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Thesis 1

THESIS DETAILS
Thesis Title: The Sonic Representation of Mathematical Data
Degree Type: PhD
Degree Specialism: Music Technology
Supervisor(s): Dr Eugene Coyle, Dr Noel Russell
Thesis Status: Accepted
Date Submitted / Accepted: 2006
Institution Submitting / Submitted To: Dublin Institute of Technology
Thesis Location / Link: http://arrow.dit.ie/appadoc/2
THESIS CONTENT
Abstract: Conveying data and information using non-speech audio is an ever growing field of research. Existing work has been performed investigating sonfication and its applications, and this research seeks to build upon these ideas while also suggesting new areas of potential. In this research, initial work focused on the sonification of DNA and RNA nucleotide base sequences for analysis. A case study was undertaken into the potential of rhythmic parsing of such data sequences, with test results indicating that a more effective method of representing data in a sonification was required. Sonification of complex data such as DNA and RNA was found to require more verbose methods than pitch to parameter mappings, and so investigation was made into musical pattern sonifcation. Existing low level pattern design methods were next evaluated in an experiment concerning the use of musical patterns to represent data. This experiment suggested that while a musical pattern may be made distinct, it does not necessarily follow that it is memorable. This experiment also suggested that concurrent pattern representation was difficult to process, and so improved methods were required. Improvements to pattern design were made with the introduction of contour icons, which allow detectable and memorable musical patterns to be designed using simple shapes. Testing showed contour icons to be significantly more effective than low level patterns in a sonfication, and as such form the basis of the novel contributions of this thesis. Improvements in concurrent representation were considered by the use of harmonic combination, a method of defining intersections in a data set as harmonies of a single common musical pattern. Significant improvements were observed over non-harmonic concurrent representation, although limitations were observed due to constraints in the number of combinations available using a specific value. Harmonic combination has potential for further development, and is a novel contribution of this thesis. The organisation and grouping of data in a sonfication using rhythmic parsing was also investigated. Rhythmic parsing uses rest notes within a musical framework to define sub-groupings in a data sonfication. Tests showed rhythmic parsing significantly improved the comparison of values and intersections between groups in a data sonification, and is another novel contribution of this thesis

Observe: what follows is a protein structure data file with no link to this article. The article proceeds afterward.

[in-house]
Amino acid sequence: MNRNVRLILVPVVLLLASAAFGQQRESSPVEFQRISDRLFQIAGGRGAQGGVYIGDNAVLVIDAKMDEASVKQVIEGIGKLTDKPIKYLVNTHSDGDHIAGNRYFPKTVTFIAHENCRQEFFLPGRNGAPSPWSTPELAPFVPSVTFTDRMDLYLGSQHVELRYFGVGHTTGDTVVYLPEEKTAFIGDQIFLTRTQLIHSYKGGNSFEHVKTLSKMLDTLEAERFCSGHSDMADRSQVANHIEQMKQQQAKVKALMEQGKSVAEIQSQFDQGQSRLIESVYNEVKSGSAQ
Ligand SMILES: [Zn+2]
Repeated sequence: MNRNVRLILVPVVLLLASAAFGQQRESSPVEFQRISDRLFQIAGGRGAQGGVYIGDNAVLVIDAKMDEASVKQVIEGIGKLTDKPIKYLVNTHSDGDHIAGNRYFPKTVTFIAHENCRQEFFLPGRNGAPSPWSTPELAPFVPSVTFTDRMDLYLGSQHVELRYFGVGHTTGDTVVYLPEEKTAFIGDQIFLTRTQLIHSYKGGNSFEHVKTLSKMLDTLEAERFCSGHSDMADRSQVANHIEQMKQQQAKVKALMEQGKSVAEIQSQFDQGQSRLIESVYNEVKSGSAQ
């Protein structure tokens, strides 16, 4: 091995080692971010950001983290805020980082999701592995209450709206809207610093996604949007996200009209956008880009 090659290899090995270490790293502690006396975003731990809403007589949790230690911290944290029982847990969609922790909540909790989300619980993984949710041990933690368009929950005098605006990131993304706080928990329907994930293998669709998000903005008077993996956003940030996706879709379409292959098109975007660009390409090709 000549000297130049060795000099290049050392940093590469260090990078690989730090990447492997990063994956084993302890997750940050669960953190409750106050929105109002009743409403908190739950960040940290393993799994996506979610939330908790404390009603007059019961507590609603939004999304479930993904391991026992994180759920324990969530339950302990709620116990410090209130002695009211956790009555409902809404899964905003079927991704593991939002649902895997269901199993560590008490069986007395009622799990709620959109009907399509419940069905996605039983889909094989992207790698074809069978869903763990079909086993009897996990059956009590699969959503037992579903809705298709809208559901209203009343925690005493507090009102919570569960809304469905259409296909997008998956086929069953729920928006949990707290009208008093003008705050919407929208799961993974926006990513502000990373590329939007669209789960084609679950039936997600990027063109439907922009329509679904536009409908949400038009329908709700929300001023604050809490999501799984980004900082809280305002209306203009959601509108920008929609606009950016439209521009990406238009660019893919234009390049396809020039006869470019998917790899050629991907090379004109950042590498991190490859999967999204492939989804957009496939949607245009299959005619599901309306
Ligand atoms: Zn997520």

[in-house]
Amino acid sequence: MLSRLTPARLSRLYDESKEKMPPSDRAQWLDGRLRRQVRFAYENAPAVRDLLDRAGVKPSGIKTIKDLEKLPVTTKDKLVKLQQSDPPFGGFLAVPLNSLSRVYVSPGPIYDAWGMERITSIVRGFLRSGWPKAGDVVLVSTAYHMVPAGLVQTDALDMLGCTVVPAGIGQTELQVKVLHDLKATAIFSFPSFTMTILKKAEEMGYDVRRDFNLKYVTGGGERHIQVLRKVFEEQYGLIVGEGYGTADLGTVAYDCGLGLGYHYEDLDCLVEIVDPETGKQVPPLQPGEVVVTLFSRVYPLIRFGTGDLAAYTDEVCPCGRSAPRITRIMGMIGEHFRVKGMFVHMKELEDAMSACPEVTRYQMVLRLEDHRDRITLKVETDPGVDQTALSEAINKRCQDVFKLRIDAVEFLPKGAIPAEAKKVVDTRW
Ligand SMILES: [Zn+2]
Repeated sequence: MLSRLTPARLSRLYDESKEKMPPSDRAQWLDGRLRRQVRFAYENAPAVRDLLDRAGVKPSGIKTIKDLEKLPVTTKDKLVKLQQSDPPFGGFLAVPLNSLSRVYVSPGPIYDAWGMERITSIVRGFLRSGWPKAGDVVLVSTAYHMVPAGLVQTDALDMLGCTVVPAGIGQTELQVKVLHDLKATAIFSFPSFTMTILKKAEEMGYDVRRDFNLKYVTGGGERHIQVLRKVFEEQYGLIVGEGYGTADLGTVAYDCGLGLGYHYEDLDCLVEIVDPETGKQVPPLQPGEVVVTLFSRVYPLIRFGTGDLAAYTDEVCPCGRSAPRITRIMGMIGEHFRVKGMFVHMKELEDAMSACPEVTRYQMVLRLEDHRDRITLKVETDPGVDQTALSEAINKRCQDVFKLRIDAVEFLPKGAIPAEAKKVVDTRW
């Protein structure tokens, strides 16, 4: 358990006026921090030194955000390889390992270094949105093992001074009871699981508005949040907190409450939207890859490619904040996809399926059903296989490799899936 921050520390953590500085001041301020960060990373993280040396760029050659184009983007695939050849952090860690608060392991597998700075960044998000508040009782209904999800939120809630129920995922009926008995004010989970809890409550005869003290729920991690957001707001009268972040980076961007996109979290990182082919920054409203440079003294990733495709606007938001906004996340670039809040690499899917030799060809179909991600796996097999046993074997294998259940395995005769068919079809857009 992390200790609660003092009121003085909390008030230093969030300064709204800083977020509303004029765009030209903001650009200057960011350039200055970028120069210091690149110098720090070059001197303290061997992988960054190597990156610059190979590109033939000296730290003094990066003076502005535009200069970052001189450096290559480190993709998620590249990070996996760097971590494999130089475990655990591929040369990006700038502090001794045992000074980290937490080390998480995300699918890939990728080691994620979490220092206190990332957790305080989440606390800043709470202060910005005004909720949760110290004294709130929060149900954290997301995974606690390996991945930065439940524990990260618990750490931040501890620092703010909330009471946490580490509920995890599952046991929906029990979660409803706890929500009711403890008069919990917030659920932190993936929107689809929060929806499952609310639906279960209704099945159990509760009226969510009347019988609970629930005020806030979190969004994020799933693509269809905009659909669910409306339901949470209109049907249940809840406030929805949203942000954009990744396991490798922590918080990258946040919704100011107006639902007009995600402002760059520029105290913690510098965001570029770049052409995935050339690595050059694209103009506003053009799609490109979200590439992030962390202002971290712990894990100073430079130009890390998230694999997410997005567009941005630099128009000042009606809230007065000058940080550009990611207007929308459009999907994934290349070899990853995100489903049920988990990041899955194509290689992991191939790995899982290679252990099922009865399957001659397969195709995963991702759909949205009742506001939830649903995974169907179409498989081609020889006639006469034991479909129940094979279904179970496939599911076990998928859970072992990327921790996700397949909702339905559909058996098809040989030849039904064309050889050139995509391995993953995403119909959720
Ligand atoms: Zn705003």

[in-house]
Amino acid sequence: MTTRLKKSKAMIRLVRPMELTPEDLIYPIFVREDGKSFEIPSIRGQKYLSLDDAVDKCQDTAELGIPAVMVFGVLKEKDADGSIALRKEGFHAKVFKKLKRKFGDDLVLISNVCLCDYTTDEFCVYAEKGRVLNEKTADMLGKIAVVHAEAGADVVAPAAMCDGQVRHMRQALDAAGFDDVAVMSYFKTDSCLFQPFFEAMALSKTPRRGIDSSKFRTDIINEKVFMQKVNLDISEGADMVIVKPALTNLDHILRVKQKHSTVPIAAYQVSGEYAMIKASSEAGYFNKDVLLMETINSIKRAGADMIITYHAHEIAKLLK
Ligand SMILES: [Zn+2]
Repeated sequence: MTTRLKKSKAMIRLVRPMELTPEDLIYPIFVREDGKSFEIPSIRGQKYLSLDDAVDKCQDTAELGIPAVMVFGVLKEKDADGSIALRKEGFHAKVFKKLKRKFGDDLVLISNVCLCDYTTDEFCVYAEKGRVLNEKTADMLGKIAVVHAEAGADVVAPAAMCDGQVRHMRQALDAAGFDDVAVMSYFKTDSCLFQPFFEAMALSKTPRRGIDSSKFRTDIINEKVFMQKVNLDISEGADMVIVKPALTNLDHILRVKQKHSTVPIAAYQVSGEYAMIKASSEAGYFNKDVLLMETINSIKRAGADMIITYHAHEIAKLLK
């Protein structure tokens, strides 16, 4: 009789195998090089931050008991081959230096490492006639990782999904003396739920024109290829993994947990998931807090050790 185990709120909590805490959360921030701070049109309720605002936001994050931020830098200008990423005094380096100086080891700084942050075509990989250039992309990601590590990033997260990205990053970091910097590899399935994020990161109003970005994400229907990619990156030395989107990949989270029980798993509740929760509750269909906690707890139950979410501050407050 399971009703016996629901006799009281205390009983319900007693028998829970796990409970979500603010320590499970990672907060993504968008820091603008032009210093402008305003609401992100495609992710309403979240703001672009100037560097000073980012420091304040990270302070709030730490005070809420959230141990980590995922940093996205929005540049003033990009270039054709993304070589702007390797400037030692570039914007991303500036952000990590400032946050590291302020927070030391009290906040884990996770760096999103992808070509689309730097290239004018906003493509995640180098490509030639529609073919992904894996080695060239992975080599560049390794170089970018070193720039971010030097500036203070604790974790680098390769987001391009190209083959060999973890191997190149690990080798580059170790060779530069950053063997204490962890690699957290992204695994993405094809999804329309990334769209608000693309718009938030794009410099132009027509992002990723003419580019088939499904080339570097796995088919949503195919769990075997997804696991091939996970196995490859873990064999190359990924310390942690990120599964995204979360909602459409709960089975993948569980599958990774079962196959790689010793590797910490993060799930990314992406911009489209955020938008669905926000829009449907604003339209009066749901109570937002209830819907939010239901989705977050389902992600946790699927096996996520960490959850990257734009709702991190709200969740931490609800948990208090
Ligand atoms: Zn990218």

Thesis 2

Thesis Title: ScoGen software development project
Degree Type: MA
Degree Specialism: Music Technology
Thesis Status: Accepted
Date Submitted / Accepted: 2000
Institution Submitting / Submitted To: Dublin Institute of Technology
No. of Volumes (no. of pages): 1(62pp.)
Thesis Location / Link: DIT Conservatory of Music & Drama Library
Abstract: The aim of this project is to construct a piece of software to automate the task of writing Csound Score files.